Small goals. That's what they told us in the breastfeeding class we took before Willa arrived. It made sense to me. If you focus on the big picture, it can often be too intimidating, seem near impossible to achieve. But break it into smaller chunks and suddenly you're at your big goal before you know it.
Figure out how to breastfeed. What do you mean babies don't come out of the womb knowing how to latch on and eat the food they need to survive? I mean, shouldn't that be instinctual? Apparently, there's more nuance to breastfeeding than just sticking your boob willy nilly in the baby's milk-hole.
Breastfeed exclusively for a month, figure out how the pump works and start occasionally bottle feeding in preparation for daycare. Get past the sore nipples, leakage and clogged ducts.
Breastfeed until I go back to work and continue the occasional bottle feed.
Pump at work for a month. Continue breastfeeding. Realize taking your boobs out at the office even in private behind closed doors is just damn weird and awkward and quickly find a way to expose the girls as little as possible for each pumping session. Pray no one walking by can hear the mechanical pulse of the pump as it squeezes your nipples to extract milk in a way that is more than mildly reminiscent of a dairy farm.
Continue pumping and breastfeeding until she is six months old. This is my ultimate goal due to the timing of my work trip last month. I wasn't sure how four days away from Willa would affect my supply so I knew six months might be potentially it for us.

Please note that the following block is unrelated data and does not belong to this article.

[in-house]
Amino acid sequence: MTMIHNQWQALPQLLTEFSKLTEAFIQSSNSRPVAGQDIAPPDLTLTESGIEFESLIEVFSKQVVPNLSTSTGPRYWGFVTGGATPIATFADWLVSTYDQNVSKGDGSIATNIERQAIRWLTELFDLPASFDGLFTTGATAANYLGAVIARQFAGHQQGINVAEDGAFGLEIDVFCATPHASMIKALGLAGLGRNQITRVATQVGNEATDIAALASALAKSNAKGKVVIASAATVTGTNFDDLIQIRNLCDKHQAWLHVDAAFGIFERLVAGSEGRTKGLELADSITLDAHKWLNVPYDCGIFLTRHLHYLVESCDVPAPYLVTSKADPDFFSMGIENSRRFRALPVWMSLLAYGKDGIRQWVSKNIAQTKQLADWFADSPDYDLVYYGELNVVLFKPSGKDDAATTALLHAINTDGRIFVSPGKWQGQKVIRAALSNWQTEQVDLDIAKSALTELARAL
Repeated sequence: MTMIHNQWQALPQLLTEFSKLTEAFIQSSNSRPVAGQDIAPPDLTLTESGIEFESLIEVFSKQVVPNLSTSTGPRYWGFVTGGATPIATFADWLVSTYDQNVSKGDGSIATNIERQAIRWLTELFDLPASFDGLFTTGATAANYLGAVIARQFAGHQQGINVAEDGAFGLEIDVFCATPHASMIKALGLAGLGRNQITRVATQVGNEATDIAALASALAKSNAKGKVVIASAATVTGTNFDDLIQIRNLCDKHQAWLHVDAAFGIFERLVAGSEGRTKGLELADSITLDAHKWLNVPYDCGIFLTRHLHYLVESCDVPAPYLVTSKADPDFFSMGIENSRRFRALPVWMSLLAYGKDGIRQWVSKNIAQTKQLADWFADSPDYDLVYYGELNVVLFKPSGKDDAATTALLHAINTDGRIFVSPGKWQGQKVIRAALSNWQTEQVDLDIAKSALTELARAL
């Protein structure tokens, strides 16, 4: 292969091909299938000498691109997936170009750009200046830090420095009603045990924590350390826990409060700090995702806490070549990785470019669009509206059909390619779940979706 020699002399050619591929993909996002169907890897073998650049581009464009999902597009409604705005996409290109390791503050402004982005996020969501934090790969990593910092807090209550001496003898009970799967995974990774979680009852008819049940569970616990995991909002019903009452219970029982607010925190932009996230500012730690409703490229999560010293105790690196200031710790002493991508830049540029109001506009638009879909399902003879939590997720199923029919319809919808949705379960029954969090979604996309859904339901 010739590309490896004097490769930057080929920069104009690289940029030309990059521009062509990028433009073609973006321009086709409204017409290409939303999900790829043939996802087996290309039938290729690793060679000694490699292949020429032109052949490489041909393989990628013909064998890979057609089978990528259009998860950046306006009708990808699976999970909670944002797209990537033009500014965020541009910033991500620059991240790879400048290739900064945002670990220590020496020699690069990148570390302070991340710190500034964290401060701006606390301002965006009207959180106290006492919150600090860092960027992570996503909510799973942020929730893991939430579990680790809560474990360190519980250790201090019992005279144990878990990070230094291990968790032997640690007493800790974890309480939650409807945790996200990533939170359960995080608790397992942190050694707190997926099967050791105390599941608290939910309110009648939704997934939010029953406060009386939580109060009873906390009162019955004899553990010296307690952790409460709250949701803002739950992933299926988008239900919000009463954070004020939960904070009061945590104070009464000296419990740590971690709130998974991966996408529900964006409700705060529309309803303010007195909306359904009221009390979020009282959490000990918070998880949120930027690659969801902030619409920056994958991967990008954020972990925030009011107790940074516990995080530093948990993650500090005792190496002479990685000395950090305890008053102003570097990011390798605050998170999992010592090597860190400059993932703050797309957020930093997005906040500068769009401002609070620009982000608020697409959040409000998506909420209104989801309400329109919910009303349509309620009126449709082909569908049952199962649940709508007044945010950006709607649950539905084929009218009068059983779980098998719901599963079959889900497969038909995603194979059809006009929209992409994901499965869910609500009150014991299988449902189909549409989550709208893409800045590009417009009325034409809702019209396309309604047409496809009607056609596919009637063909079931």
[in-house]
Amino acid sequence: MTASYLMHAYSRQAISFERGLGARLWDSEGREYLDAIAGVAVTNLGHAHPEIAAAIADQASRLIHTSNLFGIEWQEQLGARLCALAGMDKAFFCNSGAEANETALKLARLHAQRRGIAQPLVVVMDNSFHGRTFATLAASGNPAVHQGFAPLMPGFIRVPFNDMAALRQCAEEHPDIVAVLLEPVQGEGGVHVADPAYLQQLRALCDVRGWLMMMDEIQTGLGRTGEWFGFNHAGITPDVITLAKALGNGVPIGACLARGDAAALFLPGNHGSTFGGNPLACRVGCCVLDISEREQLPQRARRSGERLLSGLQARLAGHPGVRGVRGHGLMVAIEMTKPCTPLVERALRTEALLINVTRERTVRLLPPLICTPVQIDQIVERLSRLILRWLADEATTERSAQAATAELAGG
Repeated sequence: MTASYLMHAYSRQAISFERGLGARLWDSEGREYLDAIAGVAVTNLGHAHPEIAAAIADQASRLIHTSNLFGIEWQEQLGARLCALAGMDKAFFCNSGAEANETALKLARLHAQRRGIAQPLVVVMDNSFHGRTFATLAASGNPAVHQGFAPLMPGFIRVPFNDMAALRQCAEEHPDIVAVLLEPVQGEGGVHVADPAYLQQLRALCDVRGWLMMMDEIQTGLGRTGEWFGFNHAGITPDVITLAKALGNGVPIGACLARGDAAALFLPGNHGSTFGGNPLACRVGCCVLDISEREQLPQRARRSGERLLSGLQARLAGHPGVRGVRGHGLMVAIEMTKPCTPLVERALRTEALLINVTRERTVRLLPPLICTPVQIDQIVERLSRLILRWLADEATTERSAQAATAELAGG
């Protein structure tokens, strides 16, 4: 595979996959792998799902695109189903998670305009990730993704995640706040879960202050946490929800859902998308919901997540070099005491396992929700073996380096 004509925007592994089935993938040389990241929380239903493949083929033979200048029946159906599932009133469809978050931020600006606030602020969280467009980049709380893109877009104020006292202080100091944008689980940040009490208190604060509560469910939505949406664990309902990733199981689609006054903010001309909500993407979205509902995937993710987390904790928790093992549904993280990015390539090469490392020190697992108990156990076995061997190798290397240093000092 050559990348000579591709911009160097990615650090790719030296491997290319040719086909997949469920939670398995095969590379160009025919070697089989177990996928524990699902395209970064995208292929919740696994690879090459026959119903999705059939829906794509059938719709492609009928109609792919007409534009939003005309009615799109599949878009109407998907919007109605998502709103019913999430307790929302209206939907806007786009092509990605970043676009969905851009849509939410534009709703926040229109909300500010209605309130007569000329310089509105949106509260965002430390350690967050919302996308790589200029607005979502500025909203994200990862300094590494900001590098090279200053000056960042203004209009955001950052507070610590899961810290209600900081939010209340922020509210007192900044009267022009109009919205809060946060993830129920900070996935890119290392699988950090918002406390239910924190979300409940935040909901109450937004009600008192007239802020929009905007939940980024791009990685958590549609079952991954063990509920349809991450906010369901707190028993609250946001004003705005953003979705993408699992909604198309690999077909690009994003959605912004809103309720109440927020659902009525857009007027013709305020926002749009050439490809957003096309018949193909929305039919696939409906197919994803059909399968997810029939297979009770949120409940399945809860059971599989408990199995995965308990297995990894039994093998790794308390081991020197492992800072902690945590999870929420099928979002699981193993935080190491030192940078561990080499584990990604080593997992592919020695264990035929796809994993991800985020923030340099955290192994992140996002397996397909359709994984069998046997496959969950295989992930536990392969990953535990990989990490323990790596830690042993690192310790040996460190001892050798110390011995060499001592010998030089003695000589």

Continue pumping and breastfeeding until she is eight months old.
As of Monday, I am no longer breastfeeding Willa, which means I made it past my ultimate goal. So much yay and squee and hallelujah! But it does mean I missed my stretch goal by a month. I'm okay with that. The last couple weeks I noticed my supply dwindling significantly. So much so that I was having trouble matching the number of bottles she takes at daycare. Since I was going to have to start supplementing anyway, I decided now was a good time to stop. We had made it to seven months. That is a lot longer than I dared to hope for back when she was a few weeks old.
What I didn't expect was how emotional I would get over this milestone. Breastfeeding is a commitment and sacrifice. Conceptually I understood that BW (before Willa), but I didn't really get it until I was in the thick of it. Once Willa and I had learned the art that is breastfeeding, and I knew I could do it, I made the commitment. I was going to do it for as long as I could.
I sacrificed sleep in order to nurse her whenever she woke up for a late night feeding as I wanted to nurse as much as I could since I was working and was concerned about keeping my supply up. I kept social plans that would have meant a night away from her to a minimum. I only went to Bar Method on Saturday mornings so I didn't miss any feedings in the evenings after work.
I don't say this to make myself out to be a martyr but to illustrate the point that breastfeeding while simple in concept (boob + milk-hole = breastfeeding) is a lot of work. Work I willingly, gladly, proudly did. I believed wholeheartedly I was doing what was best for my daughter, and I would do it again without hesitation.
More than likely I will never receive a thanks for these sacrifices, the work and the commitment I gave so Willa could breastfeed as long as possible. And I am okay with that. My thanks, my reward will come one day many, many years from now. Maybe she'll have kids and realize when she makes those sacrifices that I did the same for her. (Thank you, Mom!)
Bittersweet milestones always have a way of bringing out my emotional side. I'm excited to move onto the next stage and be done with the pumping but sad to leave behind those times during each day when it was just the two of us.